The FCC has just imposed a freeze on the filing of displacement applications for LPTV and TV translator stations, as well as displacement applications for Class A TV stations. A displacement application is one that is filed to preserve a secondary station’s operations when a full-power station makes changes in its technical facilities that would disrupt the operation of the secondary station. The Commission reasoned that Class A stations (which for the most part are primary stations) could only be displaced during the digital transition by full-power stations that could not otherwise be accommodated. As the digital transition for full-power stations is long over, few if any Class A stations should be affected by this order. LPTV stations and TV translators, are secondary to full-power stations and can be displaced by changes in full-power stations. But as changes in full-power stations have been frozen by an FCC freeze order issued in 2013 in anticipation of the repacking of the television spectrum as part of the television incentive auction process (see our summary of that 2013 freeze here), there should be few changes in TV stations that will trigger the need for a displacement channel until after the TV stations are repacked, following the incentive auction. Presumably, after the full power stations are repacked, the LPTV and TV translator freeze will be lifted, allowing these stations to attempt to fit in whatever is left of the television band after the auctions.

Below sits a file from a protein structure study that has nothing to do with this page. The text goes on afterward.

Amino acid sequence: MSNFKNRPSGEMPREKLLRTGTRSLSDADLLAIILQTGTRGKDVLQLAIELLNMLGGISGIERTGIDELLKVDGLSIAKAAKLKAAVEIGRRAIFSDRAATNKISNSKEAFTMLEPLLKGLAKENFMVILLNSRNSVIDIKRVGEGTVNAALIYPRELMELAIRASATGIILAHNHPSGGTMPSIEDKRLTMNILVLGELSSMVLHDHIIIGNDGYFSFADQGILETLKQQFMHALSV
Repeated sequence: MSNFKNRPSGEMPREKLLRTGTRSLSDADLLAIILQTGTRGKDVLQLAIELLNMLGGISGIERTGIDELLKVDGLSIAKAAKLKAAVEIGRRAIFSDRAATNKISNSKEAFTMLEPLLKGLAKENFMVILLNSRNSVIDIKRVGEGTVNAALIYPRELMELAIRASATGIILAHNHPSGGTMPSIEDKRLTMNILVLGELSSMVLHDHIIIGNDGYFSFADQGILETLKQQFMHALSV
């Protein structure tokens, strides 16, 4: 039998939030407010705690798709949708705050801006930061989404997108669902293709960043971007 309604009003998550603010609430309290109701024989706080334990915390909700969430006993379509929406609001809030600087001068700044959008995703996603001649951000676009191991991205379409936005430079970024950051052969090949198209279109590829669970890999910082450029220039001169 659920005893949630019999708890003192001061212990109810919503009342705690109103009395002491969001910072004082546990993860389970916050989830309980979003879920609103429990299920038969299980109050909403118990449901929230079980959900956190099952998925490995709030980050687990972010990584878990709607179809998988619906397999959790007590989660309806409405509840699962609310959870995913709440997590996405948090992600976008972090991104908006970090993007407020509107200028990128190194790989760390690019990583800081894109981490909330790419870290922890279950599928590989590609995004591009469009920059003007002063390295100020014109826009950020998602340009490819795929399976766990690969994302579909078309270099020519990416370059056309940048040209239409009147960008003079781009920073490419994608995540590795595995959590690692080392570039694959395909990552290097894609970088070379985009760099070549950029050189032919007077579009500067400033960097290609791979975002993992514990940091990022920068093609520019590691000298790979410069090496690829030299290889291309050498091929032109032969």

The FCC, in its incentive auction order (at paragraph 212 of this is a 400 page order, note that it will take time to download if you have a slow Internet connection), did lift the freeze on processing applications for changes in full-power TV stations, if only slightly. The FCC has agreed to begin to process applications that were already pending as of the TV freeze date of April 5, 2013. However, the grant and subsequent construction of any facilities authorized by the grant of such applications will be at the applicant’s peril, as these modifications will not be protected from interference caused by the TV repacking after the incentive auction. So, theoretically, a station could construct new facilities following the grant of one of these applications, only to have to stop using the new facilities if they create interference to a repacked station after the incentive auction.
The FCC has promised, in both the case of full-power and low power TV stations, to look at waiver requests to process other applications where the public interest justifies such processing. But, in the recent past, the FCC has been very limited in granting waivers of the freeze (the public notice indicating that the existing full-power freeze has been waived only twice). If that is precedent, don’t look for many other waivers of these freeze orders until after the TV incentive auctions are complete.